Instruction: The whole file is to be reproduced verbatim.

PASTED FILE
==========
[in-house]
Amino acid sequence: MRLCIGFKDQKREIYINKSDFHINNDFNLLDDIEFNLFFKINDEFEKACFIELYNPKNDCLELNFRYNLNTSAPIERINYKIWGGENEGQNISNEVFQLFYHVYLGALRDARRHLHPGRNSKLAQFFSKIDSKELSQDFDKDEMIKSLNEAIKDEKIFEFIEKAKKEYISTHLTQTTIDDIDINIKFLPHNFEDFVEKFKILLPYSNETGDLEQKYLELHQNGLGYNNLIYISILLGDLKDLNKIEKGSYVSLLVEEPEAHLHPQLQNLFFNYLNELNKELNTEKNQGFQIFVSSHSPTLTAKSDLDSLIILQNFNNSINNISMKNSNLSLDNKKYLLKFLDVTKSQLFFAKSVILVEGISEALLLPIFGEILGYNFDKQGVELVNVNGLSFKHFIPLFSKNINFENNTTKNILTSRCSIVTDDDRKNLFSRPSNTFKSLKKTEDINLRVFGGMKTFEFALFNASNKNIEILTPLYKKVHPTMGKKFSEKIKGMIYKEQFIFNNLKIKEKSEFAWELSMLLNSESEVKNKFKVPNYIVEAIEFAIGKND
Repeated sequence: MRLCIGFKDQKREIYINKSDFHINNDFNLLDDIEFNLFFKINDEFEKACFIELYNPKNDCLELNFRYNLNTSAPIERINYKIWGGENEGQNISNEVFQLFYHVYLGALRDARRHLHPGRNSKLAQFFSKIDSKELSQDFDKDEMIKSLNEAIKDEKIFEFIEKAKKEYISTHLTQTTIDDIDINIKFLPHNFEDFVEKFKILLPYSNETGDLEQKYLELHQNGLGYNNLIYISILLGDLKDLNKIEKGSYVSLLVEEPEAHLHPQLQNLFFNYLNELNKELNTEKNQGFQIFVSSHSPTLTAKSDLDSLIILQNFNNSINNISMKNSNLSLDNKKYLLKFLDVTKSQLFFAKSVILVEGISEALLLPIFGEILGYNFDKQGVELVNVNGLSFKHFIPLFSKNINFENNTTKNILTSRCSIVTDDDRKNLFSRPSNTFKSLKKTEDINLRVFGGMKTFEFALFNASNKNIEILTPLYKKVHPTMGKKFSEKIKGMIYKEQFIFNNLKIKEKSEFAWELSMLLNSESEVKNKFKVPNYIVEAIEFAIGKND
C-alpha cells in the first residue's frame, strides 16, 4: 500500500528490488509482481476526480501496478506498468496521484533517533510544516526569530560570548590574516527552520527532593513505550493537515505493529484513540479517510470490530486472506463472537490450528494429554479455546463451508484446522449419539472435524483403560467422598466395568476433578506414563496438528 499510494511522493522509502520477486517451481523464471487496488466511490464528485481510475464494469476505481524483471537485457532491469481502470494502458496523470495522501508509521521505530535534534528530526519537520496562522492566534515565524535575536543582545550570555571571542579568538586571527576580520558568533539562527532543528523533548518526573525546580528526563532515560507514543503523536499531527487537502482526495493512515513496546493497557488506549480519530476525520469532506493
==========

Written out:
[in-house]
Amino acid sequence: MRLCIGFKDQKREIYINKSDFHINNDFNLLDDIEFNLFFKINDEFEKACFIELYNPKNDCLELNFRYNLNTSAPIERINYKIWGGENEGQNISNEVFQLFYHVYLGALRDARRHLHPGRNSKLAQFFSKIDSKELSQDFDKDEMIKSLNEAIKDEKIFEFIEKAKKEYISTHLTQTTIDDIDINIKFLPHNFEDFVEKFKILLPYSNETGDLEQKYLELHQNGLGYNNLIYISILLGDLKDLNKIEKGSYVSLLVEEPEAHLHPQLQNLFFNYLNELNKELNTEKNQGFQIFVSSHSPTLTAKSDLDSLIILQNFNNSINNISMKNSNLSLDNKKYLLKFLDVTKSQLFFAKSVILVEGISEALLLPIFGEILGYNFDKQGVELVNVNGLSFKHFIPLFSKNINFENNTTKNILTSRCSIVTDDDRKNLFSRPSNTFKSLKKTEDINLRVFGGMKTFEFALFNASNKNIEILTPLYKKVHPTMGKKFSEKIKGMIYKEQFIFNNLKIKEKSEFAWELSMLLNSESEVKNKFKVPNYIVEAIEFAIGKND
Repeated sequence: MRLCIGFKDQKREIYINKSDFHINNDFNLLDDIEFNLFFKINDEFEKACFIELYNPKNDCLELNFRYNLNTSAPIERINYKIWGGENEGQNISNEVFQLFYHVYLGALRDARRHLHPGRNSKLAQFFSKIDSKELSQDFDKDEMIKSLNEAIKDEKIFEFIEKAKKEYISTHLTQTTIDDIDINIKFLPHNFEDFVEKFKILLPYSNETGDLEQKYLELHQNGLGYNNLIYISILLGDLKDLNKIEKGSYVSLLVEEPEAHLHPQLQNLFFNYLNELNKELNTEKNQGFQIFVSSHSPTLTAKSDLDSLIILQNFNNSINNISMKNSNLSLDNKKYLLKFLDVTKSQLFFAKSVILVEGISEALLLPIFGEILGYNFDKQGVELVNVNGLSFKHFIPLFSKNINFENNTTKNILTSRCSIVTDDDRKNLFSRPSNTFKSLKKTEDINLRVFGGMKTFEFALFNASNKNIEILTPLYKKVHPTMGKKFSEKIKGMIYKEQFIFNNLKIKEKSEFAWELSMLLNSESEVKNKFKVPNYIVEAIEFAIGKND
C-alpha cells in the first residue's frame, strides 16, 4: 500500500528490488509482481476526480501496478506498468496521484533517533510544516526569530560570548590574516527552520527532593513505550493537515505493529484513540479517510470490530486472506463472537490450528494429554479455546463451508484446522449419539472435524483403560467422598466395568476433578506414563496438528 499510494511522493522509502520477486517451481523464471487496488466511490464528485481510475464494469476505481524483471537485457532491469481502470494502458496523470495522501508509521521505530535534534528530526519537520496562522492566534515565524535575536543582545550570555571571542579568538586571527576580520558568533539562527532543528523533548518526573525546580528526563532515560507514543503523536499531527487537502482526495493512515513496546493497557488506549480519530476525520469532506493